Saturday, May 8, 2010

immigration,part two - rule of law

After glossing over indefinite detention, "enhanced interrogation" (torture), and warrantless wiretapping, can those on the conservative wing seriously ever even say the phrase "rule of law", much less argue for it? They have so pushed for a situational ethics thinking (ends justify the means) - which is another thing true believers would never endorse - that any support for strict adherence to legal guidelines comes across as highly hypocritical at best.

The rule of law is our guideline in this game called life. It is the set of boundaries that ensure (or encourage at least) civil conduct and make a peaceful life possible. Just as in any contest the rules are not there to bludgeon any competitor and cause them to constantly look over their shoulder for fear of stepping out of line. It is there to reinforce what they normally should have, a good sense of right and wrong - morals and manners - and to deal with serious violations of those so that all can benefit.

You have seen basketball games, for instance, where the referees are calling every petty infraction of the rule book, and fans are chanting "let them play". The referees are not the game, they are there to provide the framework and guidelines to help the players play a safe, orderly game. In the same way, in this game called life, laws are not life, they are the boundaries set to insure that all people get the chance to play freely. They must be administered wisely to ensure that people don't worry about either being taken advantage of by unruly players, nor about being hammered by the rule enforcers.

The problem is two-fold. One , we target selectively those who we think have stepped out of line, while expecting ourselves to "get a break" when we step over the line -as illustrated by the "war on terror" advocates and their cavalier attitude towards those accused or suspected of terrorism. And, two, we confuse the spirit and letter of the law. We forget what the purpose of the law is and harp on strict enforcement (for others, of course) of rules.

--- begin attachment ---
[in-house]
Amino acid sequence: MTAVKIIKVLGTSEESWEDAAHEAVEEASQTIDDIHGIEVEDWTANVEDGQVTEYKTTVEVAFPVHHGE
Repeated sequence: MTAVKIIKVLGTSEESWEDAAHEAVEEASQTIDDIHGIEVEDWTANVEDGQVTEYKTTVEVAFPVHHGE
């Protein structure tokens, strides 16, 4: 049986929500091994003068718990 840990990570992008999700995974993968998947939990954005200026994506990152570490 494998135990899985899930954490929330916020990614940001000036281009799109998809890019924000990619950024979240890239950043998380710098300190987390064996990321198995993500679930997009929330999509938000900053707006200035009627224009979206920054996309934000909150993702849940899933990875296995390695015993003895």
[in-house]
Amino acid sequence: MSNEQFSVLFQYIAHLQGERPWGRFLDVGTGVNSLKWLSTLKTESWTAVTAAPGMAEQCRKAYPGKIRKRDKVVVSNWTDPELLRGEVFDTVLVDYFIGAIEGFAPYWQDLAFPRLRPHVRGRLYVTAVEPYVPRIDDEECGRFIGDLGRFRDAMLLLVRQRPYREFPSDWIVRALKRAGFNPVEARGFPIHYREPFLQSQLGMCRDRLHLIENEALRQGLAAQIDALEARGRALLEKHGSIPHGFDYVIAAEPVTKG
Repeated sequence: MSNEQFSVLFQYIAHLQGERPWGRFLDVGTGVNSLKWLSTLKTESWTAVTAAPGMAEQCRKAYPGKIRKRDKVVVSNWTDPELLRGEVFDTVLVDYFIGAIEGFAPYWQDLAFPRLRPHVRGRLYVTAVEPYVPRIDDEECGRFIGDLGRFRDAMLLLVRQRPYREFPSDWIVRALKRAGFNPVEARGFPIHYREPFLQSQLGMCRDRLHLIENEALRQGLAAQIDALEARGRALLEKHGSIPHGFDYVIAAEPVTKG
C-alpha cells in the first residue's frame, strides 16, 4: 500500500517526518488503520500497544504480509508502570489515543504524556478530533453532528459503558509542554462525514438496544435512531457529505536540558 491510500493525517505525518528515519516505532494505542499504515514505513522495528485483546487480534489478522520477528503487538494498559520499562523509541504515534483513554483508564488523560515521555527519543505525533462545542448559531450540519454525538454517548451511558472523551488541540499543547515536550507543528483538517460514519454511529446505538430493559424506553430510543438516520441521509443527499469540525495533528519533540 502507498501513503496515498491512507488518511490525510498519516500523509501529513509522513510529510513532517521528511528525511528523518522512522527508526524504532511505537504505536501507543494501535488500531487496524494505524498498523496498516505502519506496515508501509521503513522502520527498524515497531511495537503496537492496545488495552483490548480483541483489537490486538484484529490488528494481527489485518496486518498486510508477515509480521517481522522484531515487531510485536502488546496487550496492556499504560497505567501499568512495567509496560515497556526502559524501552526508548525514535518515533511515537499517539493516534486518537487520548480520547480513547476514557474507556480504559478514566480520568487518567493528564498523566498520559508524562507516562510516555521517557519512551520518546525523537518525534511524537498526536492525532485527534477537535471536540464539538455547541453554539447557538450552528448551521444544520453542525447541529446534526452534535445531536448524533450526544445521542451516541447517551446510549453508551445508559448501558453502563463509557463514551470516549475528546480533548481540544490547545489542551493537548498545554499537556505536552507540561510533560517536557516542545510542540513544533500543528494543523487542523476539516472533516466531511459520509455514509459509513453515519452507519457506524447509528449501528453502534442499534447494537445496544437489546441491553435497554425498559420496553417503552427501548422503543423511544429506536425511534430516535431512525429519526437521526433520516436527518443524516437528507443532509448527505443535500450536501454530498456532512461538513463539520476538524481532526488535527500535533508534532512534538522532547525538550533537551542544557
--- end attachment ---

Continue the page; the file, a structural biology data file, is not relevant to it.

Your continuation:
We are like the Pharisees as seen in the New Testament who targeted Jesus as a "bad person" because he healed on the Sabbath. They forgot that , as he said, "Sabbath was created for man, not man for the Sabbath". There was a rule about not working on the Sabbath Day, but it was meant to benefit, by providing a day of rest, not provide a target for the "morals police".

Another thing about strict adherence to letter, as opposed to spirit, of the law. Law is there to provide a safe and sane society. If we handle things well those truly committed to actions detrimental to the general public (like violent criminals who care nothing for life) are restrained while the rest of us live our lives in peace with little attention from law enforcement aside from the occasional corrective warnings (like being stopped and advised of a headlight being out, for instance). When the law becomes the focus instead of life ,and strict enforcement of every rule is made, then we enter a caged existence.

So it is with immigration. So many people come here, legally and illegally, to get a better life, more opportunity under a fair system. They want to work hard, for the most part. And, as has been the case over the course of our country's history, they will add to the richness of life in America, by challenging our status quo -culturally, culinarily, linguistically,etc. If we are wise we will welcome them in and learn. A society that is static is only dying, slowly. A truly healthy society has growing pains and we should not shy away from those.

So when you next hear someone say "but they broke the law" you might ask them if they have every driven over the speed limit. If they admit that they have, ask them "why aren't you in jail? You have broken the law as well" ....we often gloss over our own errors while highlighting others - but need to remember ...a humble mind is a healthy mind :)

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